The disease may manifest from mild to severe form. Mild form is limited to skin, while BRESHECK is the severe form which manifests as multiple extracutaneous features like brain anomalies, retardation, ectodermal dysplasia, skeletal deformities, Hirschsprung disease, ear/eye anomalies, cleft palate/cryptorchidism, and kidney dysplasia/hypoplasia.[7] Other additional features which may be present are growth retardation, psychomotor development delay, seizures, recurrent pneumonia, inguinal, and umbilical hernia.[1] In our patient, there was presence of associated umbilical hernia.

Patient can have psoriasiform plaques, cheilitis, hypohidrosis, nail dystrophy, atopic dermatitis, and keratoderma.[4] Hyperkeratoses over elbows and knees have been described earlier in few case reports.[8] Associated palmoplantar keratoderma have been described by Rai and Shenoi and Alshami et al.[9],[10] In our patient, hyperkeratotic plaques were present over both knees along with plantar keratoderma. Carrier females may have hyperkeratotic lesion along Blashko's lines and asymmetric distribution of body hair.[11] Histopathology from cutaneous lesions show follicular plugging, acanthotic infundibular epidermis, and hypoplasia of sebaceous glands.[1]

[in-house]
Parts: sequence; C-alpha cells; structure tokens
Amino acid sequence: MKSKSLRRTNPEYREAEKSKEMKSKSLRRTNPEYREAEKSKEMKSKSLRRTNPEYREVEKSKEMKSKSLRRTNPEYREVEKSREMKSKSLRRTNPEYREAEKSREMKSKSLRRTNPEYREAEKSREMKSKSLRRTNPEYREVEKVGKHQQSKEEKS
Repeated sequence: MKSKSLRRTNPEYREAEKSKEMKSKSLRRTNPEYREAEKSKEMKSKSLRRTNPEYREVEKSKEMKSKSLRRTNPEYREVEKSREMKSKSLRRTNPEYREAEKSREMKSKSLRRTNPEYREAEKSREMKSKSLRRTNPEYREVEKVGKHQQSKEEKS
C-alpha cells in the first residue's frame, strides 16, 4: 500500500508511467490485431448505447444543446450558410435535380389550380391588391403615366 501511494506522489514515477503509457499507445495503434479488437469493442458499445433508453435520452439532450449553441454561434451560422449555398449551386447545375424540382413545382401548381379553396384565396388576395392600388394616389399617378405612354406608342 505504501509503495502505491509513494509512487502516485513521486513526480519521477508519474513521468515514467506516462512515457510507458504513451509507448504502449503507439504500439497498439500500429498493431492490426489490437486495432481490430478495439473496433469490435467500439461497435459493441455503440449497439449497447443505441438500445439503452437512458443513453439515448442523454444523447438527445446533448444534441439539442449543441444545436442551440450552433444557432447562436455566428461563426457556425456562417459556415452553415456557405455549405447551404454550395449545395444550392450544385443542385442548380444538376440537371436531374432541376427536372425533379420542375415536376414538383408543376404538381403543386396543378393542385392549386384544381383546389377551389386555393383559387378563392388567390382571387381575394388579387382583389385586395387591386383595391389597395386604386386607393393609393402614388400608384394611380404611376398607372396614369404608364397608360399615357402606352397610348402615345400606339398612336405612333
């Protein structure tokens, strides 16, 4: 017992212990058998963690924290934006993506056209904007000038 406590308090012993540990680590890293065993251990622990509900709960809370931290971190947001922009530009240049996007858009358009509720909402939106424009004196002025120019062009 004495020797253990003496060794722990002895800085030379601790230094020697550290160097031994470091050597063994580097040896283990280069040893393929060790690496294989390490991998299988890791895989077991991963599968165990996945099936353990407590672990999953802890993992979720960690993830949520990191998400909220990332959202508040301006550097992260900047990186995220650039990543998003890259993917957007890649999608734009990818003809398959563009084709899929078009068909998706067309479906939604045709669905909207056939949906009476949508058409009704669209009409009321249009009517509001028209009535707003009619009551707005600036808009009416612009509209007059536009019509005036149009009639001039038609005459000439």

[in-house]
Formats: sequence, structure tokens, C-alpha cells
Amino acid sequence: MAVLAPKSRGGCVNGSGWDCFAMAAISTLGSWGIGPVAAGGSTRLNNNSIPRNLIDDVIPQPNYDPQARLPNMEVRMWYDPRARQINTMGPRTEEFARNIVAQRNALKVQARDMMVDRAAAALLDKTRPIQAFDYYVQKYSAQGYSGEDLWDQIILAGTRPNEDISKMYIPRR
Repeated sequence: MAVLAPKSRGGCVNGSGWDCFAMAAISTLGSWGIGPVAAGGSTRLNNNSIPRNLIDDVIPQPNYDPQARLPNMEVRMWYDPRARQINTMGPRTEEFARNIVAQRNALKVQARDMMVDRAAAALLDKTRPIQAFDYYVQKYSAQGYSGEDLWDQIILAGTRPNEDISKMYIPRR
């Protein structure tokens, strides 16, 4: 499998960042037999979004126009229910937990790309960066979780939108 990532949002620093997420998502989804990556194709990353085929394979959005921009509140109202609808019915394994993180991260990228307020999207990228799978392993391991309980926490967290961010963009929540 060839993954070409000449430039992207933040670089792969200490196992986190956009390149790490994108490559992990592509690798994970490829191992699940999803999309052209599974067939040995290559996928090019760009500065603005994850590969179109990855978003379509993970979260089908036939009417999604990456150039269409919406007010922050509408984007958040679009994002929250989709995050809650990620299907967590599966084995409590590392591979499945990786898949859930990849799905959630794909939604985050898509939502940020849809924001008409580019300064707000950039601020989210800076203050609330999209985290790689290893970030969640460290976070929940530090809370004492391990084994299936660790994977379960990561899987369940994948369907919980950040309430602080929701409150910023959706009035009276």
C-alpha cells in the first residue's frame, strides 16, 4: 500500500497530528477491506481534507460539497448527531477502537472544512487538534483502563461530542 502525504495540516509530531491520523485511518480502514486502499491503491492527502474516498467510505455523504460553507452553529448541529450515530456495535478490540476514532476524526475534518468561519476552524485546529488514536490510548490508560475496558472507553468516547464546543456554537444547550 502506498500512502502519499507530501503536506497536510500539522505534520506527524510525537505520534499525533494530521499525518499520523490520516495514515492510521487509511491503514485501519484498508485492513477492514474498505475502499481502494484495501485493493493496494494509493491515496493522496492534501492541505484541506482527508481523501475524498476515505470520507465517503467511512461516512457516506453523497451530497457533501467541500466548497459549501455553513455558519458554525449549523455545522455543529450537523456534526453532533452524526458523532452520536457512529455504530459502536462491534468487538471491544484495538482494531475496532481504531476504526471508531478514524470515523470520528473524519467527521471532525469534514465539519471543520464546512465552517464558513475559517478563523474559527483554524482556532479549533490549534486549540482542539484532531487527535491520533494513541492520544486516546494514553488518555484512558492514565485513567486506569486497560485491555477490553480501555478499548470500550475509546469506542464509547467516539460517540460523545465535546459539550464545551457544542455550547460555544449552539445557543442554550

To the best of our knowledge only ten cases have been reported from India. Review of these cases showed that the disease manifested predominantly in males. Only one female was reported with this disease. This suggests X-linked recessive inheritance of disease. Onset of cutaneous lesions was since birth in almost all cases. Follicular papules, alopecia, and photophobia were nearly present in all patients. Follicular papules were predominantly distributed over scalp, trunk, and extremities. Alopecia involved scalp, eyebrows, and eyelashes except in one case where scalp hair was normal. Photophobia was absent in one patient. Ocular examination showed abnormal findings in fivepatients and was in the form of corneal xerosis, vascularization, keratitis, opacity, and meibomitis. Hyperkeratotic plaques over elbows and knees were present in two patients, palmoplantar keratoderma in threepatients, nail dystrophy in threepatients, angular cheilitis in twopatients, retarded physical growth in threepatients, delayed milestones in twopatients, seizures in twopatients, family history in twopatients, inguinal hernia in onepatient, and recurrent respiratory infection in twopatients. Skin biopsy showed follicular plugging in most of the patients. Mutation analysis was not done in any patient [Table 1].[6],[8],[9],[12],[13],[14],[15],[16],[17],[18]{Table 1}